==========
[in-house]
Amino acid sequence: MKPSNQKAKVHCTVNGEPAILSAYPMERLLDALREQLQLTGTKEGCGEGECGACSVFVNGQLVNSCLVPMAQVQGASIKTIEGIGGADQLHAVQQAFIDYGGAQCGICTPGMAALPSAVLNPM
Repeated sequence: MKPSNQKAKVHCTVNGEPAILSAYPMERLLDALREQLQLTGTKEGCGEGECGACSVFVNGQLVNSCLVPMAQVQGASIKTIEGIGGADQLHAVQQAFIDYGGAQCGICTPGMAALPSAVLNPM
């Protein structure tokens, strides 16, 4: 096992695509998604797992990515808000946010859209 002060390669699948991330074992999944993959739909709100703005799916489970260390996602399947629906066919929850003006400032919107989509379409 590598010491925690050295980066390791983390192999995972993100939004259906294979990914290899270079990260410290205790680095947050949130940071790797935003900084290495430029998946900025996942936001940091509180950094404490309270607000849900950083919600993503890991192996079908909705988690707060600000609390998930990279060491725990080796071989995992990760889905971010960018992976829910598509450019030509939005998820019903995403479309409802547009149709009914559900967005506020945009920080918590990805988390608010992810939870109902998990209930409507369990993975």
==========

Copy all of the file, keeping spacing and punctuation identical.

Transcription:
[in-house]
Amino acid sequence: MKPSNQKAKVHCTVNGEPAILSAYPMERLLDALREQLQLTGTKEGCGEGECGACSVFVNGQLVNSCLVPMAQVQGASIKTIEGIGGADQLHAVQQAFIDYGGAQCGICTPGMAALPSAVLNPM
Repeated sequence: MKPSNQKAKVHCTVNGEPAILSAYPMERLLDALREQLQLTGTKEGCGEGECGACSVFVNGQLVNSCLVPMAQVQGASIKTIEGIGGADQLHAVQQAFIDYGGAQCGICTPGMAALPSAVLNPM
């Protein structure tokens, strides 16, 4: 096992695509998604797992990515808000946010859209 002060390669699948991330074992999944993959739909709100703005799916489970260390996602399947629906066919929850003006400032919107989509379409 590598010491925690050295980066390791983390192999995972993100939004259906294979990914290899270079990260410290205790680095947050949130940071790797935003900084290495430029998946900025996942936001940091509180950094404490309270607000849900950083919600993503890991192996079908909705988690707060600000609390998930990279060491725990080796071989995992990760889905971010960018992976829910598509450019030509939005998820019903995403479309409802547009149709009914559900967005506020945009920080918590990805988390608010992810939870109902998990209930409507369990993975």